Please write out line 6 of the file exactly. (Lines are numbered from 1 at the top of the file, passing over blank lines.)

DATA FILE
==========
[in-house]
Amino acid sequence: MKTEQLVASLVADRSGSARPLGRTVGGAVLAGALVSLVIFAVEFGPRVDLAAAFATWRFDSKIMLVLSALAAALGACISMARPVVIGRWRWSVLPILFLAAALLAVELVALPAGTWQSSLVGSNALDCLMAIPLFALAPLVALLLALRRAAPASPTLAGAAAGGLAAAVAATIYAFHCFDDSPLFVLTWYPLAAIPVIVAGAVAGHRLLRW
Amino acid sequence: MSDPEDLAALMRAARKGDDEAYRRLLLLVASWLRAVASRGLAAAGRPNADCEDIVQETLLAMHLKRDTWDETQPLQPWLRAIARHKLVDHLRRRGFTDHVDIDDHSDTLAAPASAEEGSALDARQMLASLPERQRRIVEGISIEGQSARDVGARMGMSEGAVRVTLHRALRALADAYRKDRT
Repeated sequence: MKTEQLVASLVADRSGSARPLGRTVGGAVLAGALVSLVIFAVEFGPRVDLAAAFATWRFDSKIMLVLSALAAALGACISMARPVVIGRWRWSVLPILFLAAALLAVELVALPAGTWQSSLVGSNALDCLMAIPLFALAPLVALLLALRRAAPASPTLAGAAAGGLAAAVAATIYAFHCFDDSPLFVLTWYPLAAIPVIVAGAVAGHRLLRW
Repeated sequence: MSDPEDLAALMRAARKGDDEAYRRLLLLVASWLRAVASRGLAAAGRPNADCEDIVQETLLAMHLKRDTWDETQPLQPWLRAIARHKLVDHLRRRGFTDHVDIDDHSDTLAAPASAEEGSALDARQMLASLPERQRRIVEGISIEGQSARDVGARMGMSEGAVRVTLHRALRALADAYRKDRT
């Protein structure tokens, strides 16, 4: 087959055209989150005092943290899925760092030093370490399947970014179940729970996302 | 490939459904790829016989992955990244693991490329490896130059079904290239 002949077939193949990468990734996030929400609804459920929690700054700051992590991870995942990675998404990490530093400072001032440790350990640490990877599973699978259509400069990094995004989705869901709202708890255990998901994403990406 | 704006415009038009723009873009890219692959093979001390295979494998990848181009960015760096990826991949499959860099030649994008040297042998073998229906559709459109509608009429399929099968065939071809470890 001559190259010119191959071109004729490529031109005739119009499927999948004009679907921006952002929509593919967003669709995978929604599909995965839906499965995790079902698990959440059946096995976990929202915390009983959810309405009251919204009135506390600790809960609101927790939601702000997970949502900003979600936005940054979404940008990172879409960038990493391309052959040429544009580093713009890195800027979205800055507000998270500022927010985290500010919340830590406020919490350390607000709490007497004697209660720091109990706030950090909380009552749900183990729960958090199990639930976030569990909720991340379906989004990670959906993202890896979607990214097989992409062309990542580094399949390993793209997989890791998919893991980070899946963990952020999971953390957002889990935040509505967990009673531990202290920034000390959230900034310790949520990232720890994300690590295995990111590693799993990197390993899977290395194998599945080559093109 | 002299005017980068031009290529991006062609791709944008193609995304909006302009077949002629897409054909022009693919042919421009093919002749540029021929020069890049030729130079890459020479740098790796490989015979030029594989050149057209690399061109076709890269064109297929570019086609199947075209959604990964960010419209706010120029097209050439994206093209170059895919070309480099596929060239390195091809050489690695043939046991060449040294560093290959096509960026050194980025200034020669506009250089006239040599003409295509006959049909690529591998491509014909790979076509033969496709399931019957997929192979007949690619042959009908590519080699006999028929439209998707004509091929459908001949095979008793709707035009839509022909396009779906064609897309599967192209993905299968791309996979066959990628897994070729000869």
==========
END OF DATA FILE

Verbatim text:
């Protein structure tokens, strides 16, 4: 087959055209989150005092943290899925760092030093370490399947970014179940729970996302 | 490939459904790829016989992955990244693991490329490896130059079904290239 002949077939193949990468990734996030929400609804459920929690700054700051992590991870995942990675998404990490530093400072001032440790350990640490990877599973699978259509400069990094995004989705869901709202708890255990998901994403990406 | 704006415009038009723009873009890219692959093979001390295979494998990848181009960015760096990826991949499959860099030649994008040297042998073998229906559709459109509608009429399929099968065939071809470890 001559190259010119191959071109004729490529031109005739119009499927999948004009679907921006952002929509593919967003669709995978929604599909995965839906499965995790079902698990959440059946096995976990929202915390009983959810309405009251919204009135506390600790809960609101927790939601702000997970949502900003979600936005940054979404940008990172879409960038990493391309052959040429544009580093713009890195800027979205800055507000998270500022927010985290500010919340830590406020919490350390607000709490007497004697209660720091109990706030950090909380009552749900183990729960958090199990639930976030569990909720991340379906989004990670959906993202890896979607990214097989992409062309990542580094399949390993793209997989890791998919893991980070899946963990952020999971953390957002889990935040509505967990009673531990202290920034000390959230900034310790949520990232720890994300690590295995990111590693799993990197390993899977290395194998599945080559093109 | 002299005017980068031009290529991006062609791709944008193609995304909006302009077949002629897409054909022009693919042919421009093919002749540029021929020069890049030729130079890459020479740098790796490989015979030029594989050149057209690399061109076709890269064109297929570019086609199947075209959604990964960010419209706010120029097209050439994206093209170059895919070309480099596929060239390195091809050489690695043939046991060449040294560093290959096509960026050194980025200034020669506009250089006239040599003409295509006959049909690529591998491509014909790979076509033969496709399931019957997929192979007949690619042959009908590519080699006999028929439209998707004509091929459908001949095979008793709707035009839509022909396009779906064609897309599967192209993905299968791309996979066959990628897994070729000869």